Any Solutions People?
Although the BC government passed the “Healthier Choices in Vending Machines in BC Public Buildings” policy for healthier foods (Ministry of Labour and Citizens' Services, 2007), the students merely bought their junk food from the Surrey Central City Mall instead. With fast food restaurants and junk food companies flooding SFU students with advertisements in the forms of coupons and prizes, the fruit companies cannot compete with their power. As a result, they are unable to expose the benefits of fruits to the students.
One suggestion is to introduce a twenty-four hour student operated “fast” food restaurant similar to the Laddie in SFU Burnaby campus and the “BC Fruit and Veggie Program” (Government of British Columbia, n.d.). Their new restaurant program advertisements include International Tasting Day where students can taste fruits and vegetables from around the world.
With many students going green, organic recycling bins can encourage students to recycle by eating fruits and other organic foods and recycling their organic packaging (ex. The fruit’s peel) and “waste” (ex. seeds).
In table 1, the Simon Fraser Student Society room had the highest percentage for eating fruit. After searching around, the secret was the room had a refrigerator to keep the food fresh. A small refrigerator can be added to each SFU program allowing access to fresh foods, but still protecting the students’ food from theft. There are also knives for cutting food. While most students believe that knives cannot be carried onto campus, four inches or shorter knives can be used to cut fruit (and other food).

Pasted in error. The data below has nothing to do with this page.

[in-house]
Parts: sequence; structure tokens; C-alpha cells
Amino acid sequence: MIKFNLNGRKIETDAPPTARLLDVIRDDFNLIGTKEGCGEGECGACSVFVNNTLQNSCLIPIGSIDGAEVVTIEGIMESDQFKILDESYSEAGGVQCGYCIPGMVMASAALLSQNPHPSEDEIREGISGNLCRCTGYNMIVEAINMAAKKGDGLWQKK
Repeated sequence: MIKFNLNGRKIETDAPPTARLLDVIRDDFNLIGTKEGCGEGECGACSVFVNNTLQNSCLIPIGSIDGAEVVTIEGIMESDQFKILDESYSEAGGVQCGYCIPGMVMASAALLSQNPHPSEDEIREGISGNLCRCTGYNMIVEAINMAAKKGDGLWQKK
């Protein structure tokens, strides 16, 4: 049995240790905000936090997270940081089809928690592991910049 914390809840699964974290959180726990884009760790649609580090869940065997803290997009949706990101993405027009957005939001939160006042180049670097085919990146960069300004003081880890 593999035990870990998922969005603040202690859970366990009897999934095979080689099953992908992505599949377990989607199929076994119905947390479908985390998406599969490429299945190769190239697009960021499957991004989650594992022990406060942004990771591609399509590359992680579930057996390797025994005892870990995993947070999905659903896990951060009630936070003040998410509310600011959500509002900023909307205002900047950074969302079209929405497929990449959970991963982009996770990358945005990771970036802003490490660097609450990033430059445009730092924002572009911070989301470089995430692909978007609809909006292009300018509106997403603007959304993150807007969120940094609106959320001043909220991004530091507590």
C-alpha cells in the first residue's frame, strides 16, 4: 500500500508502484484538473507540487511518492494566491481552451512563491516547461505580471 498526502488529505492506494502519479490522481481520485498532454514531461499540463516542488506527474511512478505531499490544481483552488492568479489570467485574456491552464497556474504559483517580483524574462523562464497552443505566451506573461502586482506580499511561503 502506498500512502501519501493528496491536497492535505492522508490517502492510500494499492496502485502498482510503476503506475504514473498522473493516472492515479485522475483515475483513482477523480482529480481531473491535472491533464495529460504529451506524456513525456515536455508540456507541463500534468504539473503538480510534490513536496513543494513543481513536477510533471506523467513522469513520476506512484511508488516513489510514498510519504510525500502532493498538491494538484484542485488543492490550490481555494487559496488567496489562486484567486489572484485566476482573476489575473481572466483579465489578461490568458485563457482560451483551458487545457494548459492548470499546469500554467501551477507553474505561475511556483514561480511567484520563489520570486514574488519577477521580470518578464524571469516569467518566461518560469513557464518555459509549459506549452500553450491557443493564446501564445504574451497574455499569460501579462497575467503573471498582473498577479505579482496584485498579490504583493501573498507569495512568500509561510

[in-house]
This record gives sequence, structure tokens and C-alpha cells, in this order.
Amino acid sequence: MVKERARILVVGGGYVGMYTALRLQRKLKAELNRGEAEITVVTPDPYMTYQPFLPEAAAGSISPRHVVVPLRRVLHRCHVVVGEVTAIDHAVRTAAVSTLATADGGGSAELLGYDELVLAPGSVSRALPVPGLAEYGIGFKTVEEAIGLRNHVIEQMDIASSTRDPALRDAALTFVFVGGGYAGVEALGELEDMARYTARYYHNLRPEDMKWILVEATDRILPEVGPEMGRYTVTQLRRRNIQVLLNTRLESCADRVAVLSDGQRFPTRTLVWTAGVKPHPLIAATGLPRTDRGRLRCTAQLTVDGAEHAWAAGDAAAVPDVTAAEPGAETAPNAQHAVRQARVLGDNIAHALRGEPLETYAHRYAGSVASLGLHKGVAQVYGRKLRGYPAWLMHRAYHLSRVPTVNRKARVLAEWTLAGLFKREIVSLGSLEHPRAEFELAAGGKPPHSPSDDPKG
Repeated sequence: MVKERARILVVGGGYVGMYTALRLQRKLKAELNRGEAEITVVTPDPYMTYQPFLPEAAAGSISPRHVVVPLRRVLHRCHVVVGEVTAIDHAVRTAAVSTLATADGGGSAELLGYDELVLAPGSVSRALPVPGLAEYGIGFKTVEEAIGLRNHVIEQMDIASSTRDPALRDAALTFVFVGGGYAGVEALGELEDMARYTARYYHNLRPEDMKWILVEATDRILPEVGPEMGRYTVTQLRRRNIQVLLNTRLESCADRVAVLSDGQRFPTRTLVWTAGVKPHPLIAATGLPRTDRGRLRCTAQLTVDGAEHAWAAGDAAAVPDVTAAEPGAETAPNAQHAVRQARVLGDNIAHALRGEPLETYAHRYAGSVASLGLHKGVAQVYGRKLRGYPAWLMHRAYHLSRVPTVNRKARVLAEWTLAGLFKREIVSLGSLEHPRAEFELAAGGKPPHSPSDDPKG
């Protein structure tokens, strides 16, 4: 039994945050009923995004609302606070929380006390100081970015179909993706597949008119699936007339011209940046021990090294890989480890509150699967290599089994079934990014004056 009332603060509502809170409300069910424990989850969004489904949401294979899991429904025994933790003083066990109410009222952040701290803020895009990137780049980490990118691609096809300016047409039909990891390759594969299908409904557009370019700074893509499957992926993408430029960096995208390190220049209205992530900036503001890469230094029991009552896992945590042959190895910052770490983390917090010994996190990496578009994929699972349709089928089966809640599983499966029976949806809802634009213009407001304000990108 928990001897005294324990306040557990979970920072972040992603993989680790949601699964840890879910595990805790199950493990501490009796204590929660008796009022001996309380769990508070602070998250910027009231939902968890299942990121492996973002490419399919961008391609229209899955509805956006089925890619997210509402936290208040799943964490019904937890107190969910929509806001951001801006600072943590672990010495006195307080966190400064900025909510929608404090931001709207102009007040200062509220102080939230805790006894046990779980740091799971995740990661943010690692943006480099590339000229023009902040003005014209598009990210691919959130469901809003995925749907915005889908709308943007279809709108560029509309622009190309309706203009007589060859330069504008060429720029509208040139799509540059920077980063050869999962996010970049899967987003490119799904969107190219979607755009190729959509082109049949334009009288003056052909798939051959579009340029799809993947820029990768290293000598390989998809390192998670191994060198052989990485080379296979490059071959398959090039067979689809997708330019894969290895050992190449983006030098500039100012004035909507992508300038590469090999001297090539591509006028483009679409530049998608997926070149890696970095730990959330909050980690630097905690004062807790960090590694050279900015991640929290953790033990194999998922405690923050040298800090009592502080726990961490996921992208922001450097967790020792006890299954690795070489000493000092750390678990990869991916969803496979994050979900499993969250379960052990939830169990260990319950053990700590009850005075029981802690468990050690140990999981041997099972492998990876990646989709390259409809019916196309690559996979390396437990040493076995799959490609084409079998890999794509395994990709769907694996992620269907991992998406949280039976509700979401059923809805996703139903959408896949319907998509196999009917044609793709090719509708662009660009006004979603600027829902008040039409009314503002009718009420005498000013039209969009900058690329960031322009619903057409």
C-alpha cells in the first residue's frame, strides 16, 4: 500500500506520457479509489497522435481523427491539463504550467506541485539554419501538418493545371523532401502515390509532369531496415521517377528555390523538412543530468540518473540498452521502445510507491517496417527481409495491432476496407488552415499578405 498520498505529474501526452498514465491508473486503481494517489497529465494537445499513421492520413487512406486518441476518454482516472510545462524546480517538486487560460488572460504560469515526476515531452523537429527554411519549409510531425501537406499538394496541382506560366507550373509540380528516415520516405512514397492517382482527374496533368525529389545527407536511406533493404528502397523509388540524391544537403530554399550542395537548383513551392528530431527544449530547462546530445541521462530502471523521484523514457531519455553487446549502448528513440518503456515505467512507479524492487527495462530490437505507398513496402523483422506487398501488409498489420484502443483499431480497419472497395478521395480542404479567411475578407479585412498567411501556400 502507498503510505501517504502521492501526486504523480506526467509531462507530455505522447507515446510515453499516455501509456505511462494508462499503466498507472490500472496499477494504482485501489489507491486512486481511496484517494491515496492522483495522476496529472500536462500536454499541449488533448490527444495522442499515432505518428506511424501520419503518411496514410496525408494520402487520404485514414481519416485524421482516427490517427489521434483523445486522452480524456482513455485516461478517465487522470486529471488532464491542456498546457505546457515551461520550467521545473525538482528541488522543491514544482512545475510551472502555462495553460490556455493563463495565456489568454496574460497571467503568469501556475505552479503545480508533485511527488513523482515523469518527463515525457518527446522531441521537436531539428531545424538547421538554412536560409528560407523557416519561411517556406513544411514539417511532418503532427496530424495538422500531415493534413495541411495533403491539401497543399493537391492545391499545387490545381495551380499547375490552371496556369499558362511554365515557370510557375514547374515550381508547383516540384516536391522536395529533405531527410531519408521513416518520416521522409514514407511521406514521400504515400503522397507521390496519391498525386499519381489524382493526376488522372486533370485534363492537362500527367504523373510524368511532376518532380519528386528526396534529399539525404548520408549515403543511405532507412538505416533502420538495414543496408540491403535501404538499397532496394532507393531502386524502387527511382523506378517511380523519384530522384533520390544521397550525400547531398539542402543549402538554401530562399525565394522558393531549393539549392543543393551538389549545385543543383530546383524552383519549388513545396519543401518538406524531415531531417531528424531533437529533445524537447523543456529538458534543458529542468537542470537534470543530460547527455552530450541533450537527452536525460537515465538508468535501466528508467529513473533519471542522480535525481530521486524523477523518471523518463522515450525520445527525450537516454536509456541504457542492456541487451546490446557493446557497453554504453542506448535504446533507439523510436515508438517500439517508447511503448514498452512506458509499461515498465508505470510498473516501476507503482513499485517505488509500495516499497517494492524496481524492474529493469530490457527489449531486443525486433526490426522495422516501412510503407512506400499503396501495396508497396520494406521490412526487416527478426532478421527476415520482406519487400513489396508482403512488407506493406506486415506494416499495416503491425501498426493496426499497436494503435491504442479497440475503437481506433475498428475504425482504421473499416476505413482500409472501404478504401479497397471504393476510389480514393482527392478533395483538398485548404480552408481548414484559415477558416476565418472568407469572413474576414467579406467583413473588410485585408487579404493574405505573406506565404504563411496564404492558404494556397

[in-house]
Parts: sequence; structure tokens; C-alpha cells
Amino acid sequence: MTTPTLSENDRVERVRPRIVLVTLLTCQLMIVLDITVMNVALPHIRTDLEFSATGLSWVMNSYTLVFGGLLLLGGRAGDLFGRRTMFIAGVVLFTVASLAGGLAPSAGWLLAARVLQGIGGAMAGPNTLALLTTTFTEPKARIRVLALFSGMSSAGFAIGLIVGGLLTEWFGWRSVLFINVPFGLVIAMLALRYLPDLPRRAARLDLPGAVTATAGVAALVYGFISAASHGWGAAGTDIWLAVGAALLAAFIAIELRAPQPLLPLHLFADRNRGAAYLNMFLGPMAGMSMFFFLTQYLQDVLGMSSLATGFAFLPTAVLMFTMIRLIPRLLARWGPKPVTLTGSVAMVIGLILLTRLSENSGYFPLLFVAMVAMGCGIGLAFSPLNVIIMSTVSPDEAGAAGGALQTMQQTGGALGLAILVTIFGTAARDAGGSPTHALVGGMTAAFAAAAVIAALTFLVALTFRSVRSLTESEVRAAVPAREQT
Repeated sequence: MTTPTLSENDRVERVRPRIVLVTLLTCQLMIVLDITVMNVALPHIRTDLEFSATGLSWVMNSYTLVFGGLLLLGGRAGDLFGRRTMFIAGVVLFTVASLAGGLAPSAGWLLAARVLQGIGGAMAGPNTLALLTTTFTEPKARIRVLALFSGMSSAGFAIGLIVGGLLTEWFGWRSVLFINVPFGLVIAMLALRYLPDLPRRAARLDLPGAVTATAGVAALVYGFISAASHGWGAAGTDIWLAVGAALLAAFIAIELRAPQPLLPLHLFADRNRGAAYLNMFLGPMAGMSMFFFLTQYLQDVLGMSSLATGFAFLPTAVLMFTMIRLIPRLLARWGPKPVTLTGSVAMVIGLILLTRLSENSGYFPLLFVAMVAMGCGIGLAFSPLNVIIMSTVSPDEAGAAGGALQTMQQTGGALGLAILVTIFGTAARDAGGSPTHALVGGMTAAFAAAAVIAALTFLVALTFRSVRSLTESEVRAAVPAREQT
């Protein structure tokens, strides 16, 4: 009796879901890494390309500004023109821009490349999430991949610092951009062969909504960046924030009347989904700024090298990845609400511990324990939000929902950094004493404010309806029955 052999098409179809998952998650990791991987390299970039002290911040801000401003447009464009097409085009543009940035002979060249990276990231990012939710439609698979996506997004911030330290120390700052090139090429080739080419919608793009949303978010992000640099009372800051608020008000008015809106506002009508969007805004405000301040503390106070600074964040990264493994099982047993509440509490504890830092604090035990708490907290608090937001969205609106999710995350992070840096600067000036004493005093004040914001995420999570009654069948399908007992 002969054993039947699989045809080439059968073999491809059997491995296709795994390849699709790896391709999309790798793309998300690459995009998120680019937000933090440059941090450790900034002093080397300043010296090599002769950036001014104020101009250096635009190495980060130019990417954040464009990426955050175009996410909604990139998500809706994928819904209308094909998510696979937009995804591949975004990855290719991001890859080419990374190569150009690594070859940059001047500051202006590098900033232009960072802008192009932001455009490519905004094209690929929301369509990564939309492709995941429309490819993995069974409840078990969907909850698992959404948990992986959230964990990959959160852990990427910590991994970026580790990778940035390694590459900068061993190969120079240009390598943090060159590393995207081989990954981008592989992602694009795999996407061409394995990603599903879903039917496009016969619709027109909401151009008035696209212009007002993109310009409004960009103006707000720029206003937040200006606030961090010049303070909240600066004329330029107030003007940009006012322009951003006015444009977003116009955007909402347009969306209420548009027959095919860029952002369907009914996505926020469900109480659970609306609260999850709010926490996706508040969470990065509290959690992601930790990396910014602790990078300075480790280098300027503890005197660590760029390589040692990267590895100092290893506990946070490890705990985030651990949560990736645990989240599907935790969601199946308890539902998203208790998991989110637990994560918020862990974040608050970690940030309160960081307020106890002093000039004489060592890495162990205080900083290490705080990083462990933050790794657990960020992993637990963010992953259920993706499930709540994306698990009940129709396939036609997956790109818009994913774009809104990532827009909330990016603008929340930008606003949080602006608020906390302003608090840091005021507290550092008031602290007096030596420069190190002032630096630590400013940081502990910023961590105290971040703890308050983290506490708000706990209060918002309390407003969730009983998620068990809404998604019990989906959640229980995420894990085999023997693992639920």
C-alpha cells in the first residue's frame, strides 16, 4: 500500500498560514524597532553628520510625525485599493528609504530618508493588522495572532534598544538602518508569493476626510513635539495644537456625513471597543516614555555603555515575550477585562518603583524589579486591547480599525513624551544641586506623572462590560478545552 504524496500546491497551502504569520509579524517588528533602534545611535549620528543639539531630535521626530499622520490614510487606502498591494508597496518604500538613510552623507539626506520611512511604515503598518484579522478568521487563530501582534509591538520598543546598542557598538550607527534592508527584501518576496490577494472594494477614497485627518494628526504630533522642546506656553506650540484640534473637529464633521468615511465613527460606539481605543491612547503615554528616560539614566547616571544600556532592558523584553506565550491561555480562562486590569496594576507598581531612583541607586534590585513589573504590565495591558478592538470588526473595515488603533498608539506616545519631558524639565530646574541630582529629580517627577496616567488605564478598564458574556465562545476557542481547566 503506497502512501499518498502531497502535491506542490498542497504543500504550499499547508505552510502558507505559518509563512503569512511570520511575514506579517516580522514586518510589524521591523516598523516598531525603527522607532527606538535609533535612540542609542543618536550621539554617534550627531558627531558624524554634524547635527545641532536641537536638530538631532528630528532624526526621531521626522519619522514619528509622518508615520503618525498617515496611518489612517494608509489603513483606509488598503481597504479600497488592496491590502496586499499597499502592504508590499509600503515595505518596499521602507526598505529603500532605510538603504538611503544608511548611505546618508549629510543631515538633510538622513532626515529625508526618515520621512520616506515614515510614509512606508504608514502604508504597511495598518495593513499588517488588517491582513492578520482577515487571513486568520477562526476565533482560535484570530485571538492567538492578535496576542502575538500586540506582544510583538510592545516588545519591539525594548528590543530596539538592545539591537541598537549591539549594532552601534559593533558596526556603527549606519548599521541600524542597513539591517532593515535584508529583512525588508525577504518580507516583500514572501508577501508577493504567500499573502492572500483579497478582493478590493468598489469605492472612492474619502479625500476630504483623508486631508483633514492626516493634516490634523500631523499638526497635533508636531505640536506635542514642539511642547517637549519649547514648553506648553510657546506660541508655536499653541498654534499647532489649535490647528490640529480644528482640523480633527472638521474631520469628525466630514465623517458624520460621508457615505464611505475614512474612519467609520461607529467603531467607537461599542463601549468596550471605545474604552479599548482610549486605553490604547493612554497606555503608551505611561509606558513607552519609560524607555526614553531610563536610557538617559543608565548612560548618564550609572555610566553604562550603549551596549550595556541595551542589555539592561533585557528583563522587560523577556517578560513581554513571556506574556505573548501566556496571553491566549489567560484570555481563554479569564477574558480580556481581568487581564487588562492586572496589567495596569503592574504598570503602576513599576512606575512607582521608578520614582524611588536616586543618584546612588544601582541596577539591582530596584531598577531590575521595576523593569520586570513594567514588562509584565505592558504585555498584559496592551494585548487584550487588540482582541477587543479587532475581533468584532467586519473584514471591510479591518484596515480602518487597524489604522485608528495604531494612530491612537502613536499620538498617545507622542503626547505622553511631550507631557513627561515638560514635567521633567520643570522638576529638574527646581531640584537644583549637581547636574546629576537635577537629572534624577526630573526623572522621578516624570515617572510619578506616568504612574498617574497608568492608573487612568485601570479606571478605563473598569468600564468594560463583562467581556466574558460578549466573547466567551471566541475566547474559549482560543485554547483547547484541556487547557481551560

While the reasons for lack of fresh fruit are different from the reasons for the lack of other fresh foods, by improving the availability of fresh fruit, the suggestions would improve the freshness of all food in SFU Surrey.
 Freshness is determined by the time difference between the fruit preparation and consumption
 Fibers are used for lowering heart disease, diabetes, and some cancers (Schardt, 2007).
 Phytochemicals are used for preventing diseases (Top Cultures, n.d.).
 Includes washing, peeling, cutting, and packing
Health Canada. (2008, January 7). Canada's Food Guide. Retrieved March 10, 2009, from Health Canada: http://www.hc-sc.gc.ca/fn-an/food-guide-aliment/index-eng.php
Ministry of Labour and Citizens' Services. (2007, May 25). Healthier Choices in Vending Machines in B.C. Public Buildings Policy Paper. Retrieved March 11, 2009, from Ministry of Labour and Citizens' Services: www.lcs.gov.bc.ca/HealthierChoices/pdf/CompletePolicy.pdf
Schardt, D. (2007, December). Lost in transition: why real fruits and vegetables beat juices, powders, and purees. Retrieved March 10, 2009, from BNet: http://findarticles.com/p/articles/mi_m0813/is_10_34/ai_n21148310
Top Cultures. (n.d.). Retrieved March 11, 2009, from Phytochemicals: http://www.phytochemicals.info/